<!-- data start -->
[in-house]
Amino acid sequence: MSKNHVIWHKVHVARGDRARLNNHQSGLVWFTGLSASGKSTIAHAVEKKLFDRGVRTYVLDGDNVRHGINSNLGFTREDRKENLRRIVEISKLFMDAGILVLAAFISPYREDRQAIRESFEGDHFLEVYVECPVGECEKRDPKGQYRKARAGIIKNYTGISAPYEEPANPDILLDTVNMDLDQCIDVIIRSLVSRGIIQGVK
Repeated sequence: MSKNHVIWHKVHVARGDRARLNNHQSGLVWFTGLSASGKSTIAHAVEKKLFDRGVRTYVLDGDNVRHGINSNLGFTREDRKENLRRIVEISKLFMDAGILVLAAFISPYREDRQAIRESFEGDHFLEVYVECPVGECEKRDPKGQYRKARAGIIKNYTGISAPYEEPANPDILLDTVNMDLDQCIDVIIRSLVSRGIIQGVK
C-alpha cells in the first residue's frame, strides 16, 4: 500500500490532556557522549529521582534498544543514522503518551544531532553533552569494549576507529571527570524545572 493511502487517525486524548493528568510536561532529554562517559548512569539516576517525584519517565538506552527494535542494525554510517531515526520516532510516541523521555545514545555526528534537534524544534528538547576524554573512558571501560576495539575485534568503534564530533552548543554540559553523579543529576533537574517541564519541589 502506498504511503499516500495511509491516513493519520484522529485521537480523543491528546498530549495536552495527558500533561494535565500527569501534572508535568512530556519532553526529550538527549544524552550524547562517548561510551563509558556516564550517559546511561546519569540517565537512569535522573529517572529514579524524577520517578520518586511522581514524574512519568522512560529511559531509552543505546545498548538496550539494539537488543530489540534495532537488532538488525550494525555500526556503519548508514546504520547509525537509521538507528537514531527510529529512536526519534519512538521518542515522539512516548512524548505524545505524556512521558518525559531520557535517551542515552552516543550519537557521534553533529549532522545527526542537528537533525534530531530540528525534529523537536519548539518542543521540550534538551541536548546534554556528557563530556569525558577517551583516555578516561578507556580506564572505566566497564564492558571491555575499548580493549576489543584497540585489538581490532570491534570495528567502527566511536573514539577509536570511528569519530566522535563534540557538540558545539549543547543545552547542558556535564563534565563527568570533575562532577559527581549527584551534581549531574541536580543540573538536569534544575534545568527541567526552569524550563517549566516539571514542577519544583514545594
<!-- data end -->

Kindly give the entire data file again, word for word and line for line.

[in-house]
Amino acid sequence: MSKNHVIWHKVHVARGDRARLNNHQSGLVWFTGLSASGKSTIAHAVEKKLFDRGVRTYVLDGDNVRHGINSNLGFTREDRKENLRRIVEISKLFMDAGILVLAAFISPYREDRQAIRESFEGDHFLEVYVECPVGECEKRDPKGQYRKARAGIIKNYTGISAPYEEPANPDILLDTVNMDLDQCIDVIIRSLVSRGIIQGVK
Repeated sequence: MSKNHVIWHKVHVARGDRARLNNHQSGLVWFTGLSASGKSTIAHAVEKKLFDRGVRTYVLDGDNVRHGINSNLGFTREDRKENLRRIVEISKLFMDAGILVLAAFISPYREDRQAIRESFEGDHFLEVYVECPVGECEKRDPKGQYRKARAGIIKNYTGISAPYEEPANPDILLDTVNMDLDQCIDVIIRSLVSRGIIQGVK
C-alpha cells in the first residue's frame, strides 16, 4: 500500500490532556557522549529521582534498544543514522503518551544531532553533552569494549576507529571527570524545572 493511502487517525486524548493528568510536561532529554562517559548512569539516576517525584519517565538506552527494535542494525554510517531515526520516532510516541523521555545514545555526528534537534524544534528538547576524554573512558571501560576495539575485534568503534564530533552548543554540559553523579543529576533537574517541564519541589 502506498504511503499516500495511509491516513493519520484522529485521537480523543491528546498530549495536552495527558500533561494535565500527569501534572508535568512530556519532553526529550538527549544524552550524547562517548561510551563509558556516564550517559546511561546519569540517565537512569535522573529517572529514579524524577520517578520518586511522581514524574512519568522512560529511559531509552543505546545498548538496550539494539537488543530489540534495532537488532538488525550494525555500526556503519548508514546504520547509525537509521538507528537514531527510529529512536526519534519512538521518542515522539512516548512524548505524545505524556512521558518525559531520557535517551542515552552516543550519537557521534553533529549532522545527526542537528537533525534530531530540528525534529523537536519548539518542543521540550534538551541536548546534554556528557563530556569525558577517551583516555578516561578507556580506564572505566566497564564492558571491555575499548580493549576489543584497540585489538581490532570491534570495528567502527566511536573514539577509536570511528569519530566522535563534540557538540558545539549543547543545552547542558556535564563534565563527568570533575562532577559527581549527584551534581549531574541536580543540573538536569534544575534545568527541567526552569524550563517549566516539571514542577519544583514545594